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Baseball Resources at the Library of Congress

Reading Room Holdings

First Nine of the Cincinnati (Red Stockings) Base Ball Club
First Nine of the Cincinnati (Red Stockings) Base Ball Club
1 print : chromolithograph.
Prints & Photographs Division.
Reproduction Number: LC-USZC4-1291

The Library of Congress on Capitol Hill comprises three buildings: the Jefferson Building (LJ), Madison Building (LM), and Adams building (LM). Together, these three buildings house approximately 20 public readings rooms, each dedicated to offering collections and services in specific formats, subjects, or languages. A complete list of reading rooms, along with their hours of operation, is available here.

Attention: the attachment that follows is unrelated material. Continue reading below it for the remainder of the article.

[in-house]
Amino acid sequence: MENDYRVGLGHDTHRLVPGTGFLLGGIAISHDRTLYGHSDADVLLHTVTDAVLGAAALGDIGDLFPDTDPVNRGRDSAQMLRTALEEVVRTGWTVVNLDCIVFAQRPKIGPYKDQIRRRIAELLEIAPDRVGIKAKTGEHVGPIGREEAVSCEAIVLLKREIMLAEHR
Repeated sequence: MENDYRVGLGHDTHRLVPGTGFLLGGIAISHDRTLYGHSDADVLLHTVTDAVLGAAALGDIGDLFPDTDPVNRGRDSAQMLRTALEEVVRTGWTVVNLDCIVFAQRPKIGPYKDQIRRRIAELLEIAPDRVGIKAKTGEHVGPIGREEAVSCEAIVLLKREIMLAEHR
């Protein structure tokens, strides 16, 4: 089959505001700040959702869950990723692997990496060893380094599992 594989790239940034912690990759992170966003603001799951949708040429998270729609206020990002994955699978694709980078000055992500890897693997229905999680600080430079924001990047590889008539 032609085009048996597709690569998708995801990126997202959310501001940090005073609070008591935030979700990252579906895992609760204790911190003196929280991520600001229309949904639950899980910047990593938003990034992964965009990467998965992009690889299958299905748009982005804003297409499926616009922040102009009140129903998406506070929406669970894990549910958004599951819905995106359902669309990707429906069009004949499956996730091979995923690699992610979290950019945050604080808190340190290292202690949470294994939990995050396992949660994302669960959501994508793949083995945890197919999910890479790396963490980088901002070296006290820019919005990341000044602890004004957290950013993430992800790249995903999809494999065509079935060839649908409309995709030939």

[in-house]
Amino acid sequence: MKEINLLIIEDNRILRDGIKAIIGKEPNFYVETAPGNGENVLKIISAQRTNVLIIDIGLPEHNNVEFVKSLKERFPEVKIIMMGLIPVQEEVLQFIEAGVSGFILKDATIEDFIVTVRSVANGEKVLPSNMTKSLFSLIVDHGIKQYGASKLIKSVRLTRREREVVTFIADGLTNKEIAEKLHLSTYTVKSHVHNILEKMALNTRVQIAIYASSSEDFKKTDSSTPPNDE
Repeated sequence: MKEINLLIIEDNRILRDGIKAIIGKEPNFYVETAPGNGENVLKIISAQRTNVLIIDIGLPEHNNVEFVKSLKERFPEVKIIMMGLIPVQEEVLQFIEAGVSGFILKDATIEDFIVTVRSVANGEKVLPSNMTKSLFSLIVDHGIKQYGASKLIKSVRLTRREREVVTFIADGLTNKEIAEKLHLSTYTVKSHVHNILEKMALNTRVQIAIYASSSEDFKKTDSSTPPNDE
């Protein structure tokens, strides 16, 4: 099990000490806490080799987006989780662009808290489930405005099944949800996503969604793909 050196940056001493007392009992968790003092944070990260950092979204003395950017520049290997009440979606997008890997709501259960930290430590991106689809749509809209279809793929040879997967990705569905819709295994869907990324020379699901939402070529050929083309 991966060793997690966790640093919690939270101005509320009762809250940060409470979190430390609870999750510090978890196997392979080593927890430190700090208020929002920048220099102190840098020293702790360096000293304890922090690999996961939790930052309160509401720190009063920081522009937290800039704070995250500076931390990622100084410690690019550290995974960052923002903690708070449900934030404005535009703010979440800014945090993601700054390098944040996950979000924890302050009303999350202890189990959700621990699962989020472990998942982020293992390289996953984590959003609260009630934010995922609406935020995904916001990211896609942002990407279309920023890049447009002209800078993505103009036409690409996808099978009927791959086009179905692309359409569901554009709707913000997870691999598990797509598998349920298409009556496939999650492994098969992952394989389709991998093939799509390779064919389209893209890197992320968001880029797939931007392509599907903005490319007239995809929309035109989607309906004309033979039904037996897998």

This page describes, at a broad level, the types of baseball-related materials researchers can expect to find in the Library's reading rooms. An overview of relevant subscription databases available through all Library reading rooms is available elsewhere on this guide. Inquiries about materials held in a specific reading room or division can be submitted to the Library through its Ask a Librarian service.


On-site Research at the Library of Congress

Baseball researchers visiting the Library for the first time will need to register on-site for a Reader Identification card in LM 140. Once registered, readers can then visit the appropriate reading room to conduct research. Please note that the Library of Congress is a closed stack library. Except for reference materials on open shelves in the various reading rooms, material must be requested using the automated call slip feature available through the online catalog.